Three days after the riots began and Russian army troops were sent to quell the protests, the troops turned against the Czar and became part of the protest. The imperial government was forced to resign and Nicolas abdicated his throne, formally ending over four centuries of Czarist rule in Russia.

This Day in History: French Explorer La Salle Murdered

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This Day in History: French Explorer La Salle Murdered
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On March 19, 1687, Robert de La Salle was murdered by Pierre Duhaut during a mutiny while searching for the mouth of the Mississippi River.

La Salle left France in 1864 with four ships and 300 colonists in an attempt to establish a French colony on the Gulf of Mexico, at the mouth of the Mississippi River. However, the journey was ill-fated and plagued by pirates, hostile natives and poor navigation almost from the beginning.

After running one of his final ships aground near Navasota, Texas, the remaining 36 men led a mutiny and murdered Robert de La Salle.

This Day in History: Salem Witch Trials Begin

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This Day in History: Salem Witch Trials Begin
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On this day in 1692, Sarah Goode, Sarah Osborne and Tituba are arrested for the supposed practice of witchcraft in Salem, Mass.

This Day in History: The Trial of Emile Zola

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This Day in History: The Trial of Emile Zola
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On this day in 1898, French writer Emile Zola is brought to trial for libel for "J'Accuse," his newspaper editorial attacking the French army over the Dreyfus affair.

On January 13, Zola had published his editorial in the newspaper L'Aurore. The letter exposed a military cover-up regarding Alfred Dreyfus. Dreyfus, a French army captain, had been accused of espionage in 1894 and sentenced in a secret military court-martial to imprisonment in a South American penal colony. Two years later, evidence of Dreyfus' innocence surfaced, but the army suppressed the information. Zola's letter exposed the military's mistaken conviction.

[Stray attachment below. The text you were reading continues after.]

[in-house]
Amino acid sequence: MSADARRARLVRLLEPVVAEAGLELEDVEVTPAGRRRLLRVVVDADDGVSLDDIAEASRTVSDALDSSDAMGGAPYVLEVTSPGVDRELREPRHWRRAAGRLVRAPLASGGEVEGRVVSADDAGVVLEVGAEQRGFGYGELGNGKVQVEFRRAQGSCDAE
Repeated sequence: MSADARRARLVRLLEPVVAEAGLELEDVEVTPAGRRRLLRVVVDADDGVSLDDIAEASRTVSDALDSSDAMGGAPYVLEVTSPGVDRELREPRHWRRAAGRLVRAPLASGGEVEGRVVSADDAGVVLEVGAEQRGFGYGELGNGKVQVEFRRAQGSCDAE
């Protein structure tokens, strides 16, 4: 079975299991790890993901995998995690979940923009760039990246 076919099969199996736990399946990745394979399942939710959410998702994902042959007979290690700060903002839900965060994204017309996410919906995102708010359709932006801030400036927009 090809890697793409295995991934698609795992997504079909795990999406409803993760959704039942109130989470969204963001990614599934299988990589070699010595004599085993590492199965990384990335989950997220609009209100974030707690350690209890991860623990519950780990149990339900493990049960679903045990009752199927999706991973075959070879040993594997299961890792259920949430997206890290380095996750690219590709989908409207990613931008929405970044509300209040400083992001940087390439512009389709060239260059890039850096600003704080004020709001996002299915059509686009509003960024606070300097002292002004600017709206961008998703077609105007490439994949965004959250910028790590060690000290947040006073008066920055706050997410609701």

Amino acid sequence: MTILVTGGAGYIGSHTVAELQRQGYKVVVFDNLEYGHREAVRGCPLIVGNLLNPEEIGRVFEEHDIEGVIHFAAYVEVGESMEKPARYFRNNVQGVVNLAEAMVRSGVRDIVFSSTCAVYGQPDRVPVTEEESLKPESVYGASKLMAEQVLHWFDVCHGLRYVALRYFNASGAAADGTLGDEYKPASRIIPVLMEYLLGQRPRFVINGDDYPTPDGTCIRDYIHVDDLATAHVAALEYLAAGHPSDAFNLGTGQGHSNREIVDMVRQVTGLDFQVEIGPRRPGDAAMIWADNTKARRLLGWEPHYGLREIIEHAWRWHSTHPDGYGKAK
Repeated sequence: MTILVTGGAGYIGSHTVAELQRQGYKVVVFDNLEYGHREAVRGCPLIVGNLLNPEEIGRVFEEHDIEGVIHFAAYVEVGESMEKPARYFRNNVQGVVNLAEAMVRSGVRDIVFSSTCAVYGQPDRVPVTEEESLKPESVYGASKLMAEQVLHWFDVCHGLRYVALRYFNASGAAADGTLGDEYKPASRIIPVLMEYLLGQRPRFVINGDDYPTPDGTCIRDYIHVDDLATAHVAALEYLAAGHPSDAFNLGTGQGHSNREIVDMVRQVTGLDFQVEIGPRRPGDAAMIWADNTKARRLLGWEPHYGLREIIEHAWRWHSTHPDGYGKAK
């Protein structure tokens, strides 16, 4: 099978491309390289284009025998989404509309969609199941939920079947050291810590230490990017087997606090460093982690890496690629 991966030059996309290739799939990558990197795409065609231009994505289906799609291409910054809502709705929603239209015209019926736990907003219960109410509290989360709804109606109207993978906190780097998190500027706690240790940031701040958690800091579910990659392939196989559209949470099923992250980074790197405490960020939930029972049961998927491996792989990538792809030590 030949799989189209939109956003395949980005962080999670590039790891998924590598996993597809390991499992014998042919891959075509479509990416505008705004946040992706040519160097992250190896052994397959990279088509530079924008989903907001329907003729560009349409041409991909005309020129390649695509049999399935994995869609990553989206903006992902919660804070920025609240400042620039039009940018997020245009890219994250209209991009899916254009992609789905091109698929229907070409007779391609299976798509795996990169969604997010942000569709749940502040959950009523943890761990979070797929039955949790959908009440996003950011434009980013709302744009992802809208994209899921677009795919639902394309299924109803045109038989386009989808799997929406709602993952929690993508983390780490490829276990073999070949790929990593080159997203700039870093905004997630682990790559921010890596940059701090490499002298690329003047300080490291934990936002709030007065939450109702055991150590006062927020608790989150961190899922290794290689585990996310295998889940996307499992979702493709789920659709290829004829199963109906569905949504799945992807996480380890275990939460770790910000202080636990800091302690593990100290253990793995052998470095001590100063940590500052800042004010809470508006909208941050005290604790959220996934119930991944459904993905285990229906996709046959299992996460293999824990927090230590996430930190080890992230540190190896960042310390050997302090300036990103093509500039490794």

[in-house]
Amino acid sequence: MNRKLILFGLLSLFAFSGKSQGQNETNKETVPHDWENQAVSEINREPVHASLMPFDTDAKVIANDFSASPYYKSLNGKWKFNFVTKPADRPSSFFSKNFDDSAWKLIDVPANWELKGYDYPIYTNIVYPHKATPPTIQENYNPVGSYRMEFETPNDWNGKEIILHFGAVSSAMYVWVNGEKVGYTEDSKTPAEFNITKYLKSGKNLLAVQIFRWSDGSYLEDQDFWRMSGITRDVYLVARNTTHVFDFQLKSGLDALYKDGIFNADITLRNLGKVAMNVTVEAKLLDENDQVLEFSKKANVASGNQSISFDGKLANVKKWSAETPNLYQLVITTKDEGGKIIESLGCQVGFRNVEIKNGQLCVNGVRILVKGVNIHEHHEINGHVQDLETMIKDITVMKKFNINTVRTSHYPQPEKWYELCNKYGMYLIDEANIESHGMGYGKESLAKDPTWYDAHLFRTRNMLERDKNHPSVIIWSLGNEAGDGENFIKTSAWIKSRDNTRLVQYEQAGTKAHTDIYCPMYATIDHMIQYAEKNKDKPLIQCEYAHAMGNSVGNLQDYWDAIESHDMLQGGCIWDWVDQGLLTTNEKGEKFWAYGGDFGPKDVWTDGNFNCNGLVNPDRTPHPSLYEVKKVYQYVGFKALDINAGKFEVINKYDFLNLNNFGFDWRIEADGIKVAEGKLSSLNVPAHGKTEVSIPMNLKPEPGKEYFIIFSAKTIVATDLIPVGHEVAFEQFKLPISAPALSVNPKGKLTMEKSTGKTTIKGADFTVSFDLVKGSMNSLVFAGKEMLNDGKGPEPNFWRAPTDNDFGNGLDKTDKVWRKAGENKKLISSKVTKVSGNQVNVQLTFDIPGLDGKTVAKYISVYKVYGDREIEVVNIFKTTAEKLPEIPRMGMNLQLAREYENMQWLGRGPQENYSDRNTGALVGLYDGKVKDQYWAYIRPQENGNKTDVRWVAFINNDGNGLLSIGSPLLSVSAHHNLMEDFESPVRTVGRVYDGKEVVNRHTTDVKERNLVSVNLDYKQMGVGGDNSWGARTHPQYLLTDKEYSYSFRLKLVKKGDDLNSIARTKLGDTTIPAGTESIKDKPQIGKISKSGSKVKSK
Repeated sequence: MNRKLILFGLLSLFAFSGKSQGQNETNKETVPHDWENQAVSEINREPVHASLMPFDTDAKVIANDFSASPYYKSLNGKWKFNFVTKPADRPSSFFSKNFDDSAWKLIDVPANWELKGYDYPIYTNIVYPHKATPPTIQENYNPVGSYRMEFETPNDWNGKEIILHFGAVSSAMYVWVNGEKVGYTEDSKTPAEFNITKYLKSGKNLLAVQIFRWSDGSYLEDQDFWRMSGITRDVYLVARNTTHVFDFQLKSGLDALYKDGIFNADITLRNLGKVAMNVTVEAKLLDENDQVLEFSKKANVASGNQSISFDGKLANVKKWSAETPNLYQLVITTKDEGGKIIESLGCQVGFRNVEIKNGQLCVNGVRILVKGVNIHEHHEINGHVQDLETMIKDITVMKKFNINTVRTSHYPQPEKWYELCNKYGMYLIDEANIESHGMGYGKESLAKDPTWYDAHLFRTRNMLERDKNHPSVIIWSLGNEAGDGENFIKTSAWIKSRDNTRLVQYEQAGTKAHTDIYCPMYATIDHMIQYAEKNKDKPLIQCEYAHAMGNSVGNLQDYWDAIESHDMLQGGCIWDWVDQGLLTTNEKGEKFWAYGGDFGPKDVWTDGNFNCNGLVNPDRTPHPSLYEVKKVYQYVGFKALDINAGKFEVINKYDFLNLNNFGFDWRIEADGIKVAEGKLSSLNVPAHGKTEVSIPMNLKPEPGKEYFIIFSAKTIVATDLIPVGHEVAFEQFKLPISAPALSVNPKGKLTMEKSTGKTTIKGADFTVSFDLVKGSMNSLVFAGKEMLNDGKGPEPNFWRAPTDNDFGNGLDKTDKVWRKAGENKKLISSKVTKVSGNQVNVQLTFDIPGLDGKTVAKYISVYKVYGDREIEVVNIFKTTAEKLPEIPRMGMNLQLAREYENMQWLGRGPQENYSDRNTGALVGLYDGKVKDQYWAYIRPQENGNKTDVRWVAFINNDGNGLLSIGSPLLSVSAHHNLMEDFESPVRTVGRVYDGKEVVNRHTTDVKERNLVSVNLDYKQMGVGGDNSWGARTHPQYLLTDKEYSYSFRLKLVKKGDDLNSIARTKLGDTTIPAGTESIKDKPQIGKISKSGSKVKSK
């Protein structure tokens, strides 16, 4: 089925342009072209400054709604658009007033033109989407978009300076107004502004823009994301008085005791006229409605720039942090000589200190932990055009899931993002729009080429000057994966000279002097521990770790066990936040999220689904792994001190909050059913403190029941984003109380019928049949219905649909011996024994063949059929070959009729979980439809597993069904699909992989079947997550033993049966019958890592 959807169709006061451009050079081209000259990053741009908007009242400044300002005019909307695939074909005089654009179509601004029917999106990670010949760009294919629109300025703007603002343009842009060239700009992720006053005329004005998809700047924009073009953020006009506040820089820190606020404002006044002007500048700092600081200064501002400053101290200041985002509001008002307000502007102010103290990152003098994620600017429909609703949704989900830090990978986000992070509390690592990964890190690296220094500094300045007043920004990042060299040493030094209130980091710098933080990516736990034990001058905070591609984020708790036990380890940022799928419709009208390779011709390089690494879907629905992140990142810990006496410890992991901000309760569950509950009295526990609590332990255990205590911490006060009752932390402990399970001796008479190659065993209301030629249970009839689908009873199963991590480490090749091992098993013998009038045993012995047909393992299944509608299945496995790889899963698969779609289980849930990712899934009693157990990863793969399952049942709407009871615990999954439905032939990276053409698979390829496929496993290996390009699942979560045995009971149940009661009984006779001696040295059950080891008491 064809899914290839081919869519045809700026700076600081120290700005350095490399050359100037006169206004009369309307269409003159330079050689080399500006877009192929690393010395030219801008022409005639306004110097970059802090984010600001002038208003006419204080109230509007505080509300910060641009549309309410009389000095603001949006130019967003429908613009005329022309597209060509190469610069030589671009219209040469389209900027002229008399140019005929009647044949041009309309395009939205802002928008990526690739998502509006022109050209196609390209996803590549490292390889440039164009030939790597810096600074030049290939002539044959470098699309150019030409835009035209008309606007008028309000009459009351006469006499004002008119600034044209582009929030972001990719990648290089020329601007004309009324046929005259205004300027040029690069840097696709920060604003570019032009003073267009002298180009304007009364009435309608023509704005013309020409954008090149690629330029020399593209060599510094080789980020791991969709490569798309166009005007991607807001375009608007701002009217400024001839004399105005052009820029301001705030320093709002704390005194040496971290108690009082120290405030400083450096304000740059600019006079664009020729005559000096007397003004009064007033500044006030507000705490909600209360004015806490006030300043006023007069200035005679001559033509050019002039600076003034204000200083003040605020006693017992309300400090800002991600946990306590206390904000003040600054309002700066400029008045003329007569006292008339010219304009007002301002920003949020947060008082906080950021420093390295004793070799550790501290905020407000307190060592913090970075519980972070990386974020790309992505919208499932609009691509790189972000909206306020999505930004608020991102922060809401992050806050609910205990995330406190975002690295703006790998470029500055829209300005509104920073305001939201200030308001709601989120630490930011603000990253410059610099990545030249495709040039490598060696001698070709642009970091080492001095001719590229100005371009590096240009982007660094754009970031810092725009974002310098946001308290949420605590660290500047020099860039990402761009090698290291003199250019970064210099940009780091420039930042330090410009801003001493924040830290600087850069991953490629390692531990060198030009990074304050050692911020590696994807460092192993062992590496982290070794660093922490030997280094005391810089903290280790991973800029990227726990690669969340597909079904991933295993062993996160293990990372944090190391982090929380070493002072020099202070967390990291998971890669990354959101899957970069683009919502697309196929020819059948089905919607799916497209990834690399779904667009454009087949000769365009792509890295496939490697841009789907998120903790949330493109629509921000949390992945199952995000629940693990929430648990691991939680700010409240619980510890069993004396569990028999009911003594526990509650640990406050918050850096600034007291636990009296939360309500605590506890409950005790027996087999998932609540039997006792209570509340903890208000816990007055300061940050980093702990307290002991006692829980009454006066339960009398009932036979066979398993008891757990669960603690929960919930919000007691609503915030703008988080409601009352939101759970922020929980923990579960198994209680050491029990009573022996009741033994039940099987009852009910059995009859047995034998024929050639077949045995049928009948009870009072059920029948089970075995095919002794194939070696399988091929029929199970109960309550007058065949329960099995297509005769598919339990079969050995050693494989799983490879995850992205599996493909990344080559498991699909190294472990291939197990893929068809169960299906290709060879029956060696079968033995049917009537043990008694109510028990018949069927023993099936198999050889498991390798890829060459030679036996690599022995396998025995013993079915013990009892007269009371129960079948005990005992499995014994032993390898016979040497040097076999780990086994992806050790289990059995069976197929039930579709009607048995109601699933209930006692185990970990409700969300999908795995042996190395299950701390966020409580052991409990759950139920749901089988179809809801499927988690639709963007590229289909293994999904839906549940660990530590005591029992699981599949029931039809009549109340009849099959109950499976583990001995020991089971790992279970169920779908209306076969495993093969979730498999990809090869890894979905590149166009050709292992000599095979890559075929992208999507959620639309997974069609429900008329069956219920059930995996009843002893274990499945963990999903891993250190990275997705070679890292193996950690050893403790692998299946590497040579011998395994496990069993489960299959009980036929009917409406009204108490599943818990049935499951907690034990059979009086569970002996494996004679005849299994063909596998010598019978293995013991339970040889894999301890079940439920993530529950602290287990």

Zola's letter provoked national outrage on both sides of the issue, among political parties, religious organizations, and others. Supporters of the military sued Zola for libel. He was convicted and sentenced to one year's imprisonment, but he fled France. In 1899, Dreyfus was pardoned, but for political reasons he was not exonerated until 1906. Shortly after Dreyfus' pardon, Zola returned to France, where he died in 1902.

This Day in History: Henry V Ascends to The English Throne

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This Day in History: Henry V Ascends to The English Throne
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King Henry IV, the first English monarch of the Lancastrian dynasty, dies after years of illness, and his eldest son, Henry, ascends to the English throne.

In 1399, Henry Bolingbroke was crowned King Henry IV of England following the forced abdication of King Richard II, who was greatly weakened by internal conflicts stemming from his quarrels with Parliament. In later years, Henry IV was a chronic invalid, and his son Henry presided over the king's royal council. Young Henry also led armies against Owen Glendower and the Welsh rebels, and figured largely in the English victory over the Welsh at the Battle of Shrewdsbury.